Dia de los Muertos celebration draws crowds to Tieton | Local

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TIETON – Art exhibitions, a parade featuring dancing horses and a group of mariachis, as well as traditional musicians and dancers were just part of the attraction of the Dia de los Muertos celebration on Sunday after -midday in Tieton.

The other part ? Being able to enjoy it in person, unlike the virtual events that have become necessary over the past 18 months due to the COVID-19 pandemic.

Of course, masks were worn, social distancing was encouraged, and COVID vaccines and booster shots were available, but the more than 700 participants in Sunday’s Dia de los Muertos activities inside and outside the Mighty Tieton Warehouse especially enjoyed participating and learning more about the traditional Latin American celebration.

“Look around, it’s busier this year than ever as people are eager to do something and enjoy in-person events after last year,” said Raul Sanchez, a poet from the region. from Seattle who attended the LitFuse Workshop and Dia de los Muertos Events in Tieton.

Dia de los Muertos, or Day of the Dead, is celebrated annually from November 1 to 2 by millions of people across the United States and Latin America. The holiday has its origins in the traditions of the indigenous peoples of Mexico and, with the arrival of the Spaniards in the New World, it became linked to the Catholic celebrations of All Saints and All Saints.

Sanchez stood near an ofrenda, or traditional altar, which Mexicans use to honor their deceased loved ones, and he discussed the skeleton-themed artwork of Jose Guadalupe Posada, which many associate with Dia de los Muertos.

He believes events like Tieton Sunday are a chance to educate residents young and old in the Yakima area about the Mexican cultural traditions that surround the holiday.

“When we collaborate, when we combine literature, poetry, music and artwork, we make it bigger and better,” Sanchez said.

The event, sponsored by the Tieton Arts and Humanities group, is in its 11th year and will run until November 21. It started Sunday with a day full of shows, food and more, and an art exhibition.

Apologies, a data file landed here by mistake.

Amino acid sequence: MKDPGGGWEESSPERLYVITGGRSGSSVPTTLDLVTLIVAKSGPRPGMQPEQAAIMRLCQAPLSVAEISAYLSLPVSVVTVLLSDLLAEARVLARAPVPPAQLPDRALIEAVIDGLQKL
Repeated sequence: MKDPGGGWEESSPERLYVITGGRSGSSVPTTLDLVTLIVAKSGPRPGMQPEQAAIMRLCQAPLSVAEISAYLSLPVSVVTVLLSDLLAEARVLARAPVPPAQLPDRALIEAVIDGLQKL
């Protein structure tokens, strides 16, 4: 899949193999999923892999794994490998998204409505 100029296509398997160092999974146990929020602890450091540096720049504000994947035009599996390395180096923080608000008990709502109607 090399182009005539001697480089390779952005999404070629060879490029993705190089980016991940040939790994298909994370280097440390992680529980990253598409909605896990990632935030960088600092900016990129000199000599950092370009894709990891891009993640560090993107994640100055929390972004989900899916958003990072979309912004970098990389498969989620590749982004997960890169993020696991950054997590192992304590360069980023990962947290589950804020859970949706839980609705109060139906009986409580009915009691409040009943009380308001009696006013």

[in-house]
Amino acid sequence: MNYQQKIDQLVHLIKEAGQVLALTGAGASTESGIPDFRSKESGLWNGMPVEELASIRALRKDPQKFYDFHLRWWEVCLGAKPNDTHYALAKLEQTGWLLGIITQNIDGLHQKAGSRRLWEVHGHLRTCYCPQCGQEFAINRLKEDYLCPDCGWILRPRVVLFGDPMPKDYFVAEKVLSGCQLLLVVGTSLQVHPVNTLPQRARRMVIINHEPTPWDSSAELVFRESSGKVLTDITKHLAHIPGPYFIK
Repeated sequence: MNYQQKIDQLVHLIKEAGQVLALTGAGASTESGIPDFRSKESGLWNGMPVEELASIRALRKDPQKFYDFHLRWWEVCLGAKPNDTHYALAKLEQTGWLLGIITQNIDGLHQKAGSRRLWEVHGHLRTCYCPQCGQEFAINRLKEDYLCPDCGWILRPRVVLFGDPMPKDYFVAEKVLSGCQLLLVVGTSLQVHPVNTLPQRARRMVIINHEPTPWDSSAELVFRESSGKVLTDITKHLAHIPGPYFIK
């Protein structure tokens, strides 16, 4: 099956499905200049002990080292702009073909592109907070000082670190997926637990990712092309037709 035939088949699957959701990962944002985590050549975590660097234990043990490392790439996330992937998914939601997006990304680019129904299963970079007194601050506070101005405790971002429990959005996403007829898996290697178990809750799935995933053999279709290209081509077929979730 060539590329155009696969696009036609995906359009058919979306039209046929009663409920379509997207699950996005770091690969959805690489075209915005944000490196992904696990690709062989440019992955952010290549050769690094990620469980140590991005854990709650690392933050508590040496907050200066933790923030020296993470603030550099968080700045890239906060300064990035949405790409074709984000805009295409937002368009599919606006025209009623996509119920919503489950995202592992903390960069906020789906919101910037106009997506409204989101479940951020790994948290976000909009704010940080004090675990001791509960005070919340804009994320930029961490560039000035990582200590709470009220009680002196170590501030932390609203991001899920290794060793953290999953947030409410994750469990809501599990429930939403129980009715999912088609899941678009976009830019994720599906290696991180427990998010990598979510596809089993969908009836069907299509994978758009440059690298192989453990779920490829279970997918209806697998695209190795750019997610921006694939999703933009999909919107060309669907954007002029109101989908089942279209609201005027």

The latter’s centerpiece was a large sand painting by Oaxacan artist Fulgencio Lazo, which covered much of the floor in a large room filled with artwork.

Next to it, contemporary and traditional altars, displays of sugar skulls and paper marigolds adorned a stage with performances by AC Davis High School’s Folkloric Ballet, Yakama Nation Little Swan Dancers and Sounds of the Past, a Portland musical group featuring Mexican Instruments and Aztec dancers.

A large skeleton sculpture created by Cindy Lemus, Rosie Saldana and Carlos Prada greeted guests as they arrived at the Mighty Tieton Warehouse. And participants enjoyed a parade around Tieton Square featuring the Mariachi Mexico group and a dozen dancing horses, hosted by Jose Muniz, with the Tieton City Maintenance Department.

Saldana, who helped coordinate the free event, was pleased with the turnout, which stood at over 700 midway through Sunday afternoon.

“We weren’t sure what to expect coming out last year, but I think we did pretty well,” said Saldana. “I think people were waiting for something fun to do, and it was a chance for them to come out and be a part of something fun.”

Last year, the art gallery’s exhibits were open to the public, but most of the performances have been moved online due to the pandemic.

This year, the community altar will remain in place until November 21, and visitors will be able to view it and place mementos related to their own loved ones on it the next three Fridays, Saturdays and Sundays, said Amber Knox, executive director of Tieton. Arts and Humanities. .

Aztec dancers will return for a 1 p.m. show on Saturday, November 6; and Jake Prendez will speak from 1 pm to 2:30 pm on November 13 on “The Art of Rebellion: Social Justice and the Chicana / Chicano Visual Arts”. Both free events will be presented primarily in Spanish, with an English translation available on request.


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